ADMINISTRATORS OF DEMOCRACY:
IMPLEMENTING AND INNOVATING ELECTION ADMINISTRATION
CHRISTINA SARA BARSKY
Today’s electoral landscape requires administrators to operate within a context of dynamic policy, constrained resources, and emerging security threats. As such, the individuals responsible for administering American democracy work in an arena where the previous status quo is no longer appropriate and yet new structures and implementation strategies have not been codified. This raises the question as to whether election administrators are best considered policy implementers, policy innovators, or both. This study addresses the lack of a consensus concerning the motivation and actions of election administrators. By offering a new framework that expands our understanding, this dissertation explores how election administrators implement, and unexpectedly innovate, in their delivery of the democratic process.
To ground this dissertation, I begin with a discussion of the theory of street-level bureaucracy and the central tenant of discretion. Street-level theory suggests that as front-line workers, election administrators will wield discretion to simplify their jobs, make judgements about service recipients, and implement policy objectives. What street-level theory does not anticipate is bureaucratic innovation, a trait expressed by some election administrators. Next, I provide an in-depth look at election administration and the roles of election administrators in the U.S. This provides the legal and administrative backgrounding necessary to investigate election administrators.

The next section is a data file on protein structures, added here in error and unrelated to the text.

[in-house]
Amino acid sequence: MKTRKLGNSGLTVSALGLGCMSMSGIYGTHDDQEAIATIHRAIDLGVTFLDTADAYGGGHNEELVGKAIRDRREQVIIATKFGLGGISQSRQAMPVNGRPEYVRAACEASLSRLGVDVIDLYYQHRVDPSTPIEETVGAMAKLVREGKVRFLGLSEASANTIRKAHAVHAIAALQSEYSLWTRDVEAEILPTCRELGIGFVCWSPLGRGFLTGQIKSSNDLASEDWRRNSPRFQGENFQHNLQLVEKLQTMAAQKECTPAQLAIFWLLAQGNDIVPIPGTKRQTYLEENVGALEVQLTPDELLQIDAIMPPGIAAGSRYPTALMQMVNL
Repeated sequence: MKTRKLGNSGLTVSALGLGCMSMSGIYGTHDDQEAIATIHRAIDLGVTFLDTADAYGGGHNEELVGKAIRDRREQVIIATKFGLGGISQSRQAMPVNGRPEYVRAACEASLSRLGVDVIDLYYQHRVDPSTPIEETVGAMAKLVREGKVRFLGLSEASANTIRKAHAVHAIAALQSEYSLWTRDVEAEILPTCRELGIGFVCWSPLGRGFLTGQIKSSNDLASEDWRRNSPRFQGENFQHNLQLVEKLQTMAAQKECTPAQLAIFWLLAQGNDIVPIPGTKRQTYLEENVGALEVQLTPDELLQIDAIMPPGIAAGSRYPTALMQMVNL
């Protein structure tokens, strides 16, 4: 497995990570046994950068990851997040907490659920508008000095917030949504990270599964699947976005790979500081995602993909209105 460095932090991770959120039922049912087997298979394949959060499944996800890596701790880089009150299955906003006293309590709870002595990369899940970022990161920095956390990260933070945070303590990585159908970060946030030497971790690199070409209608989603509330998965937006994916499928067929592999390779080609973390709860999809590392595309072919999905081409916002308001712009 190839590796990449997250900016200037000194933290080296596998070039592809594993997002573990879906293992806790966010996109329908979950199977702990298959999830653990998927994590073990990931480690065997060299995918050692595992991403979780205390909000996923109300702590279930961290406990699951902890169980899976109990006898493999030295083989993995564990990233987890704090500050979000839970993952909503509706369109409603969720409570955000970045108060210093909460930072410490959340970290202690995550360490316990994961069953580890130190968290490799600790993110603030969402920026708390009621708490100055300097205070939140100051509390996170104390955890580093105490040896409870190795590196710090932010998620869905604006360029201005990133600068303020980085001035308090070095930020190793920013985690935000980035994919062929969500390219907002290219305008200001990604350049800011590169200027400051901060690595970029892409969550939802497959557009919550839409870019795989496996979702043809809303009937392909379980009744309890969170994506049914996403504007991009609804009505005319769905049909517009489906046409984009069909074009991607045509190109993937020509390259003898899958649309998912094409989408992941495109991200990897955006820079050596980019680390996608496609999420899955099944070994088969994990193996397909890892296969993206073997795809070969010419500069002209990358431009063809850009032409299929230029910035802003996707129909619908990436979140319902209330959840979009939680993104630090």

I propose that street-level bureaucracy may not best define how the individuals responsible for the delivery of the electoral process operate, and offer civic entrepreneurship as a new way to conceptualize front-line workers. Ten semi-structured interviews with election officials and more than 1,000 Election Day worker survey responses from select Arizona counties are used to assess how election administrators perform their roles in terms of discretion, motivation, collaboration, adaptability, and innovation. In analyzing the data, I find election administrators are best considered not in terms of their job titles, but instead by their level of process discretion and distance from constituents. Ultimately, I offer a new framework for understanding election administrators as street-level bureaucrats, boundary spanners, process implementers, and civic innovators, and demonstrate how innovations occur within the austerity of today’s electoral process. I propose the need to broaden our conceptualization of the individuals on the front-line of public service, redefining street-level bureaucrats for the 21st century.
|Advisor:||Solop, Frederic I|
|Commitee:||Otenyo, Eric E, Phelps, Glenn A, Rinfret, Sara R|
|School:||Northern Arizona University|
|Department:||Politics and International Affairs|
|School Location:||United States -- Arizona|
|Source:||DAI-A 81/12(E), Dissertation Abstracts International|
|Subjects:||Public administration, Public policy|
|Keywords:||Civic entrepreneur, Election administration, Elections, Local election official, Poll worker, Street-level bureaucrat|
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